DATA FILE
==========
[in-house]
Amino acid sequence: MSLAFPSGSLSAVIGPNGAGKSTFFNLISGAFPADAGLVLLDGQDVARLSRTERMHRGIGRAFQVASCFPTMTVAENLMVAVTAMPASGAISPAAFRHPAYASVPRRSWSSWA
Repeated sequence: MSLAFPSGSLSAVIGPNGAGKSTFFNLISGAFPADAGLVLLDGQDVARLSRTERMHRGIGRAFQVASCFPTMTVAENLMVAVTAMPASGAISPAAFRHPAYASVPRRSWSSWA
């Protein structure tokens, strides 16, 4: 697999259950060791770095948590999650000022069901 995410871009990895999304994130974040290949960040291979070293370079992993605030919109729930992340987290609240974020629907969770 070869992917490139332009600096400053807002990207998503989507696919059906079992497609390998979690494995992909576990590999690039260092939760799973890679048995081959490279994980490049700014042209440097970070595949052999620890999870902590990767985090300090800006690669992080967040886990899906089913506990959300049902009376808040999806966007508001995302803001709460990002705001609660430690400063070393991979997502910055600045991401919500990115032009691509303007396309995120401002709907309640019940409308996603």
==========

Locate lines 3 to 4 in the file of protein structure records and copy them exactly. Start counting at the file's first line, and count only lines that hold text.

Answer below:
Repeated sequence: MSLAFPSGSLSAVIGPNGAGKSTFFNLISGAFPADAGLVLLDGQDVARLSRTERMHRGIGRAFQVASCFPTMTVAENLMVAVTAMPASGAISPAAFRHPAYASVPRRSWSSWA
């Protein structure tokens, strides 16, 4: 697999259950060791770095948590999650000022069901 995410871009990895999304994130974040290949960040291979070293370079992993605030919109729930992340987290609240974020629907969770 070869992917490139332009600096400053807002990207998503989507696919059906079992497609390998979690494995992909576990590999690039260092939760799973890679048995081959490279994980490049700014042209440097970070595949052999620890999870902590990767985090300090800006690669992080967040886990899906089913506990959300049902009376808040999806966007508001995302803001709460990002705001609660430690400063070393991979997502910055600045991401919500990115032009691509303007396309995120401002709907309640019940409308996603």